San Diego Union-Tribune
September 20, 2007
Pg. 1 Base-line data sought in case of major injury
By Kristin M. Hall, Associated Press
FORT CAMPBELL, Ky. – Before they leave for Iraq, thousands of soldiers with the 101st Airborne Division line up at laptop computers to take a test: basic math, matching numbers and symbols, and identifying patterns. They press a button quickly to measure response time.
It's all part of a fledgling Army program that records how soldiers' brains work when healthy, giving doctors base-line data to help diagnose and treat the soldiers if they suffer a traumatic brain injury – the signature injury of the Iraq war.
“We don't want to wait until the soldier is getting out of the Army to say, 'But I've had these symptoms,' ” said Lt. Col. Mark McGrail, division surgeon for the 101st.
The mandatory brain-function tests are starting with the 101st and are expected to spread to other bases in the next few months. Base commanders will decide whether to adopt the program.
The tests provide a standard measurement for each soldier's reaction time, short-term memory and other cognitive skills. Those data would be used when the soldiers come home to identify mild brain traumas that can often go unnoticed and untreated.
About 7,500 Fort Campbell soldiers have completed the tests, said Dr. Robert Schlegel, a University of Oklahoma researcher who administers the 10-minute exams.
One question asks soldiers to memorize patterns on the screen and then identify them later among several other patterns. Other questions require soldiers to match numbers and symbols or complete simple addition and subtraction problems.
Brain injuries caused by explosions have become one of the most common combat wounds suffered in Iraq. Thirty percent of soldiers taken to Walter Reed Army Medical Center since 2003 suffered traumatic brain injuries, according to the Defense and Veterans Brain Injury Center.
The brain-injury center, which has seven facilities around the country, has seen 2,669 patients between 2003 and 2007. But doctors believe many less-obvious cases go undetected.
Sgt. Adam Wyatt, 22, has been close to 20 to 30 blasts from homemade bombs, rocket-propelled grenades or mortar fire during his past two deployments. But he has never been directly hit.
“The initial shock is a little disorienting,” Wyatt said. “Your first thought is seeing if anyone is wounded and suppressing enemy fire.”
Soldiers sometimes walk away from explosions with no obvious injuries. But the concussion from the blast can have a lingering effect that's not always immediately apparent.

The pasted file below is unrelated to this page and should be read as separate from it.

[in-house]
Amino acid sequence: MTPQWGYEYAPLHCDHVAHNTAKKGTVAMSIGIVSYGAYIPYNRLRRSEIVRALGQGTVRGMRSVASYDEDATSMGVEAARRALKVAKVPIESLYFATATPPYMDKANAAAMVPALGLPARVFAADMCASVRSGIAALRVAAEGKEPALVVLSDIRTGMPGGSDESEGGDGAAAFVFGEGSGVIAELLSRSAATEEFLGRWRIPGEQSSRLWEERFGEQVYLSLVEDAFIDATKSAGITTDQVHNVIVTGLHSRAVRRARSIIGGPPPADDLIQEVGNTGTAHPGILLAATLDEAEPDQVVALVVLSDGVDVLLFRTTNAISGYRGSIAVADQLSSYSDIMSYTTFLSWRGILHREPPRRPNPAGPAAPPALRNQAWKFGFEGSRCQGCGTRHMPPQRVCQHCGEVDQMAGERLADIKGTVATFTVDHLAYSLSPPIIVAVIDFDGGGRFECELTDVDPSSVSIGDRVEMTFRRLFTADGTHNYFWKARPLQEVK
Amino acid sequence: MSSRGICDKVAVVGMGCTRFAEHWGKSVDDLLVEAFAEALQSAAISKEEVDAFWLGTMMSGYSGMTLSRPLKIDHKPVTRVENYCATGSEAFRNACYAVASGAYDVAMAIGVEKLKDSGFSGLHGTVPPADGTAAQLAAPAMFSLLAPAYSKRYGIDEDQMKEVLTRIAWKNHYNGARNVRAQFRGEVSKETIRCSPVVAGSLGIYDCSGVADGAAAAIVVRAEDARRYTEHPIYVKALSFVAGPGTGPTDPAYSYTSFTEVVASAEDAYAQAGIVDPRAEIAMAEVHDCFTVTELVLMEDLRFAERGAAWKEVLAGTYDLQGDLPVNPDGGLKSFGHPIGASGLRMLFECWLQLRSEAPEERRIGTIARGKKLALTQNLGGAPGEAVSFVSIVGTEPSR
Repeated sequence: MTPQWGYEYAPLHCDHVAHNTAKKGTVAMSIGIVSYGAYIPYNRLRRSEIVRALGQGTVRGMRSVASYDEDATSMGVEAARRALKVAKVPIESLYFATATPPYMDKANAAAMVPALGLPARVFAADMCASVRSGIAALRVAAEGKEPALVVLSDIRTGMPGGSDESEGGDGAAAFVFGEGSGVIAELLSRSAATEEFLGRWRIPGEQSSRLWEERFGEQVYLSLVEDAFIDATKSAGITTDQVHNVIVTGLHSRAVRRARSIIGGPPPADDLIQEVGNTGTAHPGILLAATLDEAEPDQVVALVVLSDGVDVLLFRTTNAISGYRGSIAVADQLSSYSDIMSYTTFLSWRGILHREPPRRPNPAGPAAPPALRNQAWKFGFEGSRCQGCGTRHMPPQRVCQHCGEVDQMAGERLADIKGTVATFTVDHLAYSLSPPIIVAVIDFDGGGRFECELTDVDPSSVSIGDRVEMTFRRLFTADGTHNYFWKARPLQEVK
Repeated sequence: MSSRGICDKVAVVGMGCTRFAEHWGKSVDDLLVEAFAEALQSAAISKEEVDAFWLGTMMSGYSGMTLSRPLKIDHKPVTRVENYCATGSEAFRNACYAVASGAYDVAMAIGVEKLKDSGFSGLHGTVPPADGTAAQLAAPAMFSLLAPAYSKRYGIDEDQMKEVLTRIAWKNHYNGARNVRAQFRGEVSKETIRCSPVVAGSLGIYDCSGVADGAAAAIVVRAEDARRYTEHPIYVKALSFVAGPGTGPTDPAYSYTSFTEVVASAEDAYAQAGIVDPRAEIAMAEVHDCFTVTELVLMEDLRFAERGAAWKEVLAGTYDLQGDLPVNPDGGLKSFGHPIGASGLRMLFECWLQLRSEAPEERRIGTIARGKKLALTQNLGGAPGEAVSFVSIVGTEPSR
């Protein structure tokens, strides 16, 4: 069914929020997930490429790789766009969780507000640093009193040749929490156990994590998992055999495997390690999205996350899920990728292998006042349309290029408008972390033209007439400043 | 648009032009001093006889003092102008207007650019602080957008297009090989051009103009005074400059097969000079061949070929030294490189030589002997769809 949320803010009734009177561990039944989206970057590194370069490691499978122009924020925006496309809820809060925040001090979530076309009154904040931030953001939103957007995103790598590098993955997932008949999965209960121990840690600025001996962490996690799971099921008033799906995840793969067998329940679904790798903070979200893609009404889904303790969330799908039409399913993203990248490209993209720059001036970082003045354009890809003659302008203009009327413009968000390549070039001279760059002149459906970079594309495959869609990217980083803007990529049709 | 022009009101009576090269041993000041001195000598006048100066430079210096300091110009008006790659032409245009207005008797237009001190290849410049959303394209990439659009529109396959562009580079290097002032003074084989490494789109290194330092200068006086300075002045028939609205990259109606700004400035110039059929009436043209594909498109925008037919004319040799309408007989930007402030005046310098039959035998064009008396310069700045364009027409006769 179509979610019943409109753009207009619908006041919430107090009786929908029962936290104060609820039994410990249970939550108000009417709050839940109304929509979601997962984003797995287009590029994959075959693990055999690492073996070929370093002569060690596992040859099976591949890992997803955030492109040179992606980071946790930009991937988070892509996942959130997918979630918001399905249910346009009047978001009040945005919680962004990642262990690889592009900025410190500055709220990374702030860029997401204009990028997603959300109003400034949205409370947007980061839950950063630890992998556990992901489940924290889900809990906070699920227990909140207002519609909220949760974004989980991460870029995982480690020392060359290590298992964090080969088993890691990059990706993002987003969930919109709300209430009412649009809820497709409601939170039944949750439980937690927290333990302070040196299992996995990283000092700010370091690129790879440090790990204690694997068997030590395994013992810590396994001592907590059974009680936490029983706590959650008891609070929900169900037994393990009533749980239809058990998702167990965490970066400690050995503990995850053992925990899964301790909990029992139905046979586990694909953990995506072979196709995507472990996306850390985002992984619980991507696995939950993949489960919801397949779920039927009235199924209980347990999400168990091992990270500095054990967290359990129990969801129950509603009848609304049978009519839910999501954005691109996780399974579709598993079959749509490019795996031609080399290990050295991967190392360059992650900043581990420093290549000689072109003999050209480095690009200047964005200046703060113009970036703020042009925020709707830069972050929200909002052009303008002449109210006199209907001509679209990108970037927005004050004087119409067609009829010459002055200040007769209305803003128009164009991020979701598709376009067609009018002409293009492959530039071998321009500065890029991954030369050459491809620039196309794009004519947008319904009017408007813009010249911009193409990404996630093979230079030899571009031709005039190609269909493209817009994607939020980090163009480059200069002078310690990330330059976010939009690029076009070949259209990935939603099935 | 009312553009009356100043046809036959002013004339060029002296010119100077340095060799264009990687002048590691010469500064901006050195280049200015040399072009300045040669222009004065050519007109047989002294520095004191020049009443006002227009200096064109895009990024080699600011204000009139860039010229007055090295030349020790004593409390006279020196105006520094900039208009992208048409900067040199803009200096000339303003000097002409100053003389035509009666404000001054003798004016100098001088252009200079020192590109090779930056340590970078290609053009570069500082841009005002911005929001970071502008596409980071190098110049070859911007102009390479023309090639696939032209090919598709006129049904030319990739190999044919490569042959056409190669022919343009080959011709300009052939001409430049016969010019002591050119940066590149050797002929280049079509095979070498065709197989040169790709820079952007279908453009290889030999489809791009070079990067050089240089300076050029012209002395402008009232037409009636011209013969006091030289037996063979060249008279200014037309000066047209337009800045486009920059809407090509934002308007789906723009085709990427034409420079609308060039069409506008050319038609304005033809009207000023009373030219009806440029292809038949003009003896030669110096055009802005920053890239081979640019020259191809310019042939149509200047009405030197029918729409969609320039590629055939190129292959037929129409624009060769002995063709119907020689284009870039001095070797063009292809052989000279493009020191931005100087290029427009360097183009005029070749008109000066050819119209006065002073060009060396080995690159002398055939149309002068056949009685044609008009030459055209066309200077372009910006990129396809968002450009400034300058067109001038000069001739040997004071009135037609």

“They look physically normal, but their neurocognitive performance is off,” said Col. Mary Lopez, a physician specializing in occupational therapy.
Most brain injuries are mild, and soldiers can recover with rest and time away from the battlefield. But the military estimates that one-fifth of the troops with these mild injuries will have symptoms requiring continuing care.
So little is known about traumatic brain injuries that the base-line readings could become a cornerstone for future study.
For example, it's unknown how close a soldier must be to a blast to suffer brain damage or whether being knocked unconscious makes a difference, said Jordan Grafman, a neuroscience researcher at the National Institutes of Health. Without base-line information, it's hard to say soldiers are more impaired after they suffer a serious brain injury.
The Army has faced complaints that some soldiers with brain damage were misdiagnosed. The Government Accountability Office is investigating reports that as many as 40 soldiers at Colorado's Fort Carson were misdiagnosed with personality disorders after suffering brain damage or stress-related injuries.
Lt. Col. Mark McGrail, division surgeon for the 101st, said mild brain injury is difficult to diagnose because soldiers often don't report symptoms such as headaches, dizziness, memory problems and irritability.
“The soldiers are by and large very motivated, and they don't want their team to go back out there without them, even though they know they had their bell rung and might not be at the top of their game,” McGrail said.
Some symptoms of traumatic brain injury also overlap with those of post-traumatic stress disorder, another common condition among Iraq war veterans. The brain-injury test also could help doctors differentiate between those conditions, Lopez said.
Sandy Schneider, director of Vanderbilt University's brain-injury rehabilitation program, said it's too early to tell how effective the tests might be at helping diagnose and treat brain injuries.
“We're finding out so much more about this injury because of this war, unfortunately,” Schneider said.
The brain tests have already been tried in pilot programs at Fort Bragg, N.C., with paratroopers who often suffer concussions during jumps, as well as with some soldiers who have deployed to Iraq, Afghanistan and Bosnia.
But the 101st is the first unit to use them on a large scale for every soldier preparing to deploy. The division is leaving for its third deployment, splitting between battlefronts in Iraq and Afghanistan.
One veterans group, however, is worried that the testing could be misused.
It wants to ensure that the Army doesn't use the results to deny treatment by claiming that soldiers' problems came from pre-existing conditions.
“We certainly think these tests should not be used to reduce the responsibility that the Army has to treat the soldiers who have served,” said Jason Forrester, director of policy for Veterans for America.